Scientists at the Wayne State University School of Medicine Department of Ophthalmology at the Kresge Eye Institute have shown that the Zika virus can replicate in the eye’s retinal cells, causing severe tissue damage and even blindness. The research is supported in part by Research to Prevent Blindness.

Science

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National Academy of Engineering, NAE, Computer Science, Computational linguistics, prosody, Language, Columbia Engineering, Julia Hirschberg

Julia Hirschberg Elected to the National Academy of Engineering

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Professor Julia Hirschberg has been elected to the National Academy of Engineering (NAE), one of the highest professional distinctions awarded to an engineer. Hirschberg was cited by the NAE for her “contributions to the use of prosody in text-to-speech and spoken dialogue systems, and to audio browsing and retrieval.” Her research in speech analysis uses machine learning to help experts identify deceptive speech, and even to assess sentiment and emotion across languages and cultures.

Medicine

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Icahn School of Medicine at Mount Sinai, Mount Sinai Health System, Diabetes, diabetic kidney disease

Diabetic Kidney Disease Is Decoded, Offering New Avenues for Diagnosis and Treatment

Mount Sinai researchers say their study represents hope for a complication considered incurable and deadly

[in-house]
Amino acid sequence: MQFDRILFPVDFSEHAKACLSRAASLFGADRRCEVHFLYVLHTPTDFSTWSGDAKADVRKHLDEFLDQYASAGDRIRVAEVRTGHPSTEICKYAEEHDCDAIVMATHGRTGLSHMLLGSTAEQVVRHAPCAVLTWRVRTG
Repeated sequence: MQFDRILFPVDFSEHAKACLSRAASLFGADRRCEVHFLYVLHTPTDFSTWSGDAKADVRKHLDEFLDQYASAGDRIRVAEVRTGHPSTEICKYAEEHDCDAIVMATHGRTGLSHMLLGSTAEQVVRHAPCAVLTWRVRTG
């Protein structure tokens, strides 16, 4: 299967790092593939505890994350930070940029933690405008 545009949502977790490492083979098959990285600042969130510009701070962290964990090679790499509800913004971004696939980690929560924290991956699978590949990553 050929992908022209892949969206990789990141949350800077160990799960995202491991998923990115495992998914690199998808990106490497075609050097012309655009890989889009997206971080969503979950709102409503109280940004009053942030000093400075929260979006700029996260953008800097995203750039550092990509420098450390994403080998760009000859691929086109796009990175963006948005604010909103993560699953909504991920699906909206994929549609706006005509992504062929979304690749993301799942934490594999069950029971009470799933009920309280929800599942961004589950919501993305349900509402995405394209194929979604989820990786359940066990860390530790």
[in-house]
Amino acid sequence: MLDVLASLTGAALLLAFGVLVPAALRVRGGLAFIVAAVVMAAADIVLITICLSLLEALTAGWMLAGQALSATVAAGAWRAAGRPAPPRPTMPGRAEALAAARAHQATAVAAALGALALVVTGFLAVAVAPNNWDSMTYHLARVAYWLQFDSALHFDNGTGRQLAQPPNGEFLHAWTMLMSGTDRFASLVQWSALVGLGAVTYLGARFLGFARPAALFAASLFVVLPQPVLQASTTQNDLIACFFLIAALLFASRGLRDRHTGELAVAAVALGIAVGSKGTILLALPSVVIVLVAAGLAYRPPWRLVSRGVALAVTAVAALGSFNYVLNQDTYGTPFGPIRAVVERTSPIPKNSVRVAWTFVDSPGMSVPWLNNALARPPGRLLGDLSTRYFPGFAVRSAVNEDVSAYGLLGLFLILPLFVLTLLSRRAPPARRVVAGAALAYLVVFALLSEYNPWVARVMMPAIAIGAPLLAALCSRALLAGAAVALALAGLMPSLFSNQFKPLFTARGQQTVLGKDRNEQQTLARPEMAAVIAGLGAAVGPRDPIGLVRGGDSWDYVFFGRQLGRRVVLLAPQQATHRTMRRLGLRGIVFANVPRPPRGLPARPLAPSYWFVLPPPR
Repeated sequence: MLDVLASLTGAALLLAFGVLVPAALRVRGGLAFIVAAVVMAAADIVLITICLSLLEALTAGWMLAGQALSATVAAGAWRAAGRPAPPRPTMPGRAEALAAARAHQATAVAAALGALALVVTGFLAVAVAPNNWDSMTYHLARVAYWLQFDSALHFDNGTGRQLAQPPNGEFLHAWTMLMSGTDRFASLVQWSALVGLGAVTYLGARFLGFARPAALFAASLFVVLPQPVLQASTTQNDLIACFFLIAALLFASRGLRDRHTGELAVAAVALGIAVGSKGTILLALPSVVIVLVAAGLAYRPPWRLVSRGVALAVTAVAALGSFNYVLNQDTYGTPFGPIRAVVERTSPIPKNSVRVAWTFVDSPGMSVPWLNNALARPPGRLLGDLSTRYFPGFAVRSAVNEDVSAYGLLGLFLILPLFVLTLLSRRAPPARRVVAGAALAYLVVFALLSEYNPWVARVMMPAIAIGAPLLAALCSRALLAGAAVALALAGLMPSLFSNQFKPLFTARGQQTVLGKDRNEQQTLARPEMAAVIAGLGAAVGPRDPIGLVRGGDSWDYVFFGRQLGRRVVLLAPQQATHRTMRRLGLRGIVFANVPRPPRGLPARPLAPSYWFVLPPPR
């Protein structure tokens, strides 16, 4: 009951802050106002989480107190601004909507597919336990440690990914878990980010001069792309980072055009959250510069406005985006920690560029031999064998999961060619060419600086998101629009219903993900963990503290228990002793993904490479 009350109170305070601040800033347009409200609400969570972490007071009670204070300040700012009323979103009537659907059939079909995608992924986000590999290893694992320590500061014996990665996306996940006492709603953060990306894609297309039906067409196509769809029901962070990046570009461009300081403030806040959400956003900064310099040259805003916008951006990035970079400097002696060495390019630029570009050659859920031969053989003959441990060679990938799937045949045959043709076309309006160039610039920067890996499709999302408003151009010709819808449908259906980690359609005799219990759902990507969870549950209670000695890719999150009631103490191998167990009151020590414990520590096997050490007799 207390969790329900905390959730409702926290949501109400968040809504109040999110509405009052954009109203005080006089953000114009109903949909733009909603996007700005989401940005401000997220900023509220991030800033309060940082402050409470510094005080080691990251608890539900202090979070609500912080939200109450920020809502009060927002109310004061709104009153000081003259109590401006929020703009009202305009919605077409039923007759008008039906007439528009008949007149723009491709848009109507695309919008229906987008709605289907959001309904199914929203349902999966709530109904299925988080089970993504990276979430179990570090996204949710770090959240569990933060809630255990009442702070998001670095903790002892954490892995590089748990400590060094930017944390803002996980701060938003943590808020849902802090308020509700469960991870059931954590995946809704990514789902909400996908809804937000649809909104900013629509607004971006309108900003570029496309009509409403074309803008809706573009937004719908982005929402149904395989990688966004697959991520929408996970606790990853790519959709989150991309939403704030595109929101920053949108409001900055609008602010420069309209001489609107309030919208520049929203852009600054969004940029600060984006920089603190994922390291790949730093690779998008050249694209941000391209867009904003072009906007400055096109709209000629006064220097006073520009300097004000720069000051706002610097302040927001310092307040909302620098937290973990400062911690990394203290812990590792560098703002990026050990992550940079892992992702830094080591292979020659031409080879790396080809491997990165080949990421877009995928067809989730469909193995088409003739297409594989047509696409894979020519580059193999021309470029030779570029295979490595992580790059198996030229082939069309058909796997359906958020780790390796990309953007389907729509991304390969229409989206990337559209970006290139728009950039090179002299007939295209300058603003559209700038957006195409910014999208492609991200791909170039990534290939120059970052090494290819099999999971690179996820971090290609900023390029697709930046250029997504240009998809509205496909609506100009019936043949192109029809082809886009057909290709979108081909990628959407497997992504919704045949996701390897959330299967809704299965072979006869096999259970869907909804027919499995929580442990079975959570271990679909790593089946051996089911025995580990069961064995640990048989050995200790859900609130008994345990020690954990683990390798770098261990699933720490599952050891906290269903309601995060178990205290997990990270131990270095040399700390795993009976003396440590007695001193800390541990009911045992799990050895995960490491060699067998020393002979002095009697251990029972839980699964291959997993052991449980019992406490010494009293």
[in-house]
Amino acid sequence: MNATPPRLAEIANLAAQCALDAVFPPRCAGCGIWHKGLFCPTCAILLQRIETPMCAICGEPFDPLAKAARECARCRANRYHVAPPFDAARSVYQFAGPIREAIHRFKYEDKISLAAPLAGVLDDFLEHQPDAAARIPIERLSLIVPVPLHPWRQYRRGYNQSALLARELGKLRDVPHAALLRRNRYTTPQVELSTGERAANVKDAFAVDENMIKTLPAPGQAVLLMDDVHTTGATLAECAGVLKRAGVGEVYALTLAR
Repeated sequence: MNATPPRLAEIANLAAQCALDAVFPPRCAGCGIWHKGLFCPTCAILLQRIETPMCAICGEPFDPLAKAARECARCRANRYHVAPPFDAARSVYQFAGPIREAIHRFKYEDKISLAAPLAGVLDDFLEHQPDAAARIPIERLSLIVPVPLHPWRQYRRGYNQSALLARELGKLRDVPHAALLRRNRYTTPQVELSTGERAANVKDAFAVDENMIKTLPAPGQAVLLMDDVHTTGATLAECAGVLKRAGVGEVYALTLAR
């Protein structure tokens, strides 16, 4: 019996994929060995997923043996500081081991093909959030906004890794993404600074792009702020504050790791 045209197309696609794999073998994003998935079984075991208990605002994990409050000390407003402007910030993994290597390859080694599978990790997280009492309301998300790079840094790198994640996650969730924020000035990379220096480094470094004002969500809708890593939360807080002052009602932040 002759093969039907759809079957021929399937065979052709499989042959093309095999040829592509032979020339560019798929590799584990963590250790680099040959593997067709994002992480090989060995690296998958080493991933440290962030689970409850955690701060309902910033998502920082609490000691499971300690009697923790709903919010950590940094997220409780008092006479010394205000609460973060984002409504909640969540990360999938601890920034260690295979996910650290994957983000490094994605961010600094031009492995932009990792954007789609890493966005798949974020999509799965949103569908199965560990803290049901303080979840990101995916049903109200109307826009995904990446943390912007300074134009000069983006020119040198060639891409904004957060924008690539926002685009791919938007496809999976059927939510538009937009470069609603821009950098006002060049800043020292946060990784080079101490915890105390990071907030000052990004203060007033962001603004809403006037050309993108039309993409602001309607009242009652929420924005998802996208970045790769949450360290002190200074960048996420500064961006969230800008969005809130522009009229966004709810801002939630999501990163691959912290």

Life

Law and Public Policy

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Democracies’ Track Record in Addressing Inequality Is Thin, Political Scientists Conclude

Democratic government has historically had little impact on wealth inequality, NYU’s David Stasavage and Stanford’s Kenneth Scheve conclude in a new analysis.

Medicine

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Icahn School of Medicine at Mount Sinai, Mount Sinai Health System, Angioedema, Clinical Trial, New England Journal Of Medicine, New England Journal of Medicine (NEJM), Hereditary Angioedema, Genetic Disorders

In Rare Disorder, Novel Agent Stops Swelling Before It Starts

Mount Sinai researcher who treats hereditary angioedema says the drug, a potential game changer, is being studied in larger clinical trial

Medicine

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EMBARGOED

A reporter's PressPass is required to access this story until the embargo expires on 27-Feb-2017 4:00 AM EST

Medicine

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Cancer, Immunotherapy, CAR T cells, CRISP/Cas9, CRISPR, CAR T cell, Sloan Kettering, Memorial Sloan Kettering, Memorial Sloan Kettering Cancer Center, Michel Sadelain, Tumor, Cancer Research, genome editing, chimeric antigen receptor cells, chimeric antigen receptors

CAR T Cells More Powerful When Built With CRISPR, MSK Researchers Find

MSK researchers used the genome-editing tool CRISPR to create more potent chimeric antigen receptor (CAR) T cells that don't tire as easily when attacking cancer cells. The unexpected findings were published in the journal Nature on February 22 and underscore the potential of genome editing to advance immunotherapy for cancer.